Nitrogen is a necessary element for healthy plant growth; fertilizers typically contain a mix of nitrogen, potassium, and phosphorus, but nitrogen is so necessary that you will often find high-nitrogen fertilizers available for plants that are low in just that specific element. Nitrogen is readily available — thank goodness — but you do want to be sure that your plants are actually low in nitrogen and not another element. You don't want to waste money and fertilizer while not helping your plants. 

Yellowed Leaves Are a Major Hint

Nitrogen deficiency in plants usually involves yellowed leaves. These can start off toward the bottom of the plant and work their way up as the plant grows, meaning that younger plants might have yellow leaves on the lower half of the plant only, while older plants have yellowed leaves at all levels. You might see a pinkish or reddish tinge on some of the leaves, but they shouldn't be all red or mottled pink and red; that usually indicates more of a magnesium deficiency.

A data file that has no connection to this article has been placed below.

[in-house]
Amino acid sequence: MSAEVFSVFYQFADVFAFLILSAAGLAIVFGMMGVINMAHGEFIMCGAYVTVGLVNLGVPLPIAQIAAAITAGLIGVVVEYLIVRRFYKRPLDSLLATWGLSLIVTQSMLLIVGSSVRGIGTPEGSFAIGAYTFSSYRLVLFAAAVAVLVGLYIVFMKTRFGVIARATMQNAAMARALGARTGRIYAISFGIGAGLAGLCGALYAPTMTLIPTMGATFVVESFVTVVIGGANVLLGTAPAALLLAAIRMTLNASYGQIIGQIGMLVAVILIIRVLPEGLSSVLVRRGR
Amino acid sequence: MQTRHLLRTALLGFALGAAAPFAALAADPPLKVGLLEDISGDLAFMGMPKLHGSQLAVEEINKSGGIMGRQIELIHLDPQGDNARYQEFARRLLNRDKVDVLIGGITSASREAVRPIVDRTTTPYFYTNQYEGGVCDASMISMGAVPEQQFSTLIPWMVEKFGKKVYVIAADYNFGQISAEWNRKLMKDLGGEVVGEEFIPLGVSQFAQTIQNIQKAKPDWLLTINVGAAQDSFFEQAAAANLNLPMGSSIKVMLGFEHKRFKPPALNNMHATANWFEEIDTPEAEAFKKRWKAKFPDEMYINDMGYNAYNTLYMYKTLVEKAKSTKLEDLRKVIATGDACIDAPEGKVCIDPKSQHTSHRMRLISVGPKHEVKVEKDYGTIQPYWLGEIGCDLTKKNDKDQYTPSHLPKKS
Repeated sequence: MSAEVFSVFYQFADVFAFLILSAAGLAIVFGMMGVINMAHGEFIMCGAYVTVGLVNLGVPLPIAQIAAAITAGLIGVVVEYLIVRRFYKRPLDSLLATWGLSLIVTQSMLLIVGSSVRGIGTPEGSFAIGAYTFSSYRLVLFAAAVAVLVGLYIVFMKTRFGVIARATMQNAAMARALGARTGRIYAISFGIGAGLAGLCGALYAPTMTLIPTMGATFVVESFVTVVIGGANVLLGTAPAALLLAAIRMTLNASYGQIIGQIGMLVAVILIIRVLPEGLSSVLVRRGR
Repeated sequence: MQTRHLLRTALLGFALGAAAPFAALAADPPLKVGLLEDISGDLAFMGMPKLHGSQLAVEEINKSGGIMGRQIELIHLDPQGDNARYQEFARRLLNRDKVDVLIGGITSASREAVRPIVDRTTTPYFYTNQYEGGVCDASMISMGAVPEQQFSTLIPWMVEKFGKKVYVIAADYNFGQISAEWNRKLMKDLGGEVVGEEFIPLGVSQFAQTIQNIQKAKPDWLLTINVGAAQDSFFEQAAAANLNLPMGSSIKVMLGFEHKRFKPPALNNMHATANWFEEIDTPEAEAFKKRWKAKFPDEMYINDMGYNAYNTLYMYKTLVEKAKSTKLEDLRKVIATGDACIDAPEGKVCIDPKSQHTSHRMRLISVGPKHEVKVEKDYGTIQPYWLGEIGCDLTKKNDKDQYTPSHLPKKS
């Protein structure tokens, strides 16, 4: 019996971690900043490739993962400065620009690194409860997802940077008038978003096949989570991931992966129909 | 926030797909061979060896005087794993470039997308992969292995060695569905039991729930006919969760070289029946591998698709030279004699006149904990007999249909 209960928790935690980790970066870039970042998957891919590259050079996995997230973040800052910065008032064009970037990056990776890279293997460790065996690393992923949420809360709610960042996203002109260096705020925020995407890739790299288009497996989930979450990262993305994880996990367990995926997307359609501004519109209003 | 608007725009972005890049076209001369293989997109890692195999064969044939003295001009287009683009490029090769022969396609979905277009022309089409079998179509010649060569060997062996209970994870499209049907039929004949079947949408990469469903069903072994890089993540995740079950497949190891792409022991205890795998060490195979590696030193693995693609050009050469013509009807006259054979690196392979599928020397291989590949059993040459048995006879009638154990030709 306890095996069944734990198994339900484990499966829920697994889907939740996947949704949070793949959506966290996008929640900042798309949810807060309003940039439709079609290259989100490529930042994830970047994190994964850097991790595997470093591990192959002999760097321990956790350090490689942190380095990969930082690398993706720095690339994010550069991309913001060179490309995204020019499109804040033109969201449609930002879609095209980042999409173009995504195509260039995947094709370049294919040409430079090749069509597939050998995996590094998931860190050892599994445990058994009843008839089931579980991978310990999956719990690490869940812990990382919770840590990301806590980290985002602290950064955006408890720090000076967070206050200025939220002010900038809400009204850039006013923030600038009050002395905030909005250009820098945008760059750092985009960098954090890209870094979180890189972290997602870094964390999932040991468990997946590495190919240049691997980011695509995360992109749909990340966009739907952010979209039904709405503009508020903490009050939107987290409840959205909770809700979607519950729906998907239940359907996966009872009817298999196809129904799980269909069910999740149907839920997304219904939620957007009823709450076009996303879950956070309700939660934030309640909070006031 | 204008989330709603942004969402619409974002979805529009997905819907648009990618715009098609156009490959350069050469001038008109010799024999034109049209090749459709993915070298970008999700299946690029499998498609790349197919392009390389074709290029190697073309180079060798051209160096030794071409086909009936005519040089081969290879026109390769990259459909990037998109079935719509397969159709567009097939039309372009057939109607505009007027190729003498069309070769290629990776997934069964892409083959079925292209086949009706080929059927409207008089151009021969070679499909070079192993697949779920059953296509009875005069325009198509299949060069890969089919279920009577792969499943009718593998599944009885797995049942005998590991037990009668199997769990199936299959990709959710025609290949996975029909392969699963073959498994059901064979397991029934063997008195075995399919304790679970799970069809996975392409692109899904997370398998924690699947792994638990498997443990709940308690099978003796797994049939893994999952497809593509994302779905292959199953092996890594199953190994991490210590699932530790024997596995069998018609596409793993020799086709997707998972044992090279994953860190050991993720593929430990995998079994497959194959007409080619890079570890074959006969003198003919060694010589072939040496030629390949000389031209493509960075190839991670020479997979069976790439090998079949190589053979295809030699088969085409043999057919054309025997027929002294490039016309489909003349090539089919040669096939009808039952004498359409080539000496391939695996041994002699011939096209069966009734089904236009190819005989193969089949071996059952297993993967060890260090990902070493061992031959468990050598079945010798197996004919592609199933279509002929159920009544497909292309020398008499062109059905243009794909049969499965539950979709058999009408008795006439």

Everything Looks Smaller and More Spindly

Nitrogen is such a basic element for plant health that a deficiency results in smaller stalks, leaves, blossoms, and fruit. Everything looks more spindly, too; the plant will just look like it's not thriving. Even if you're watering it well, it can look like it's just drying out and becoming weaker by the day. If you add nitrogen to the soil quickly enough, however, you can save the plant; plants are a lot more resilient than many people realize.

The Soil Drains Really Fast

One clue that you're dealing with a nitrogen deficiency isn't so much a symptom you find on the plant as it is a condition you find in the soil: very, very thorough drainage. You do want well-drained soil for most plants, but soil that lets water run through quickly can also lose nitrogen with that water. The element can really drain away. Ensure the soil drains well enough to keep the plants healthy but not so quickly that you end up with poor soil. You may have to amend the soil to make it less drainage-friendly.

Organic fertilizers high in nitrogen come from many sources, and you can either add those sources themselves or buy organic fertilizer that is high in the element. The second option can have more advantages as the amount of nitrogen will be more specific; you won't have to guess how much is in each scoop of fertilizer.

If you need high-nitrogen organic fertilizer, contact a supplier near you.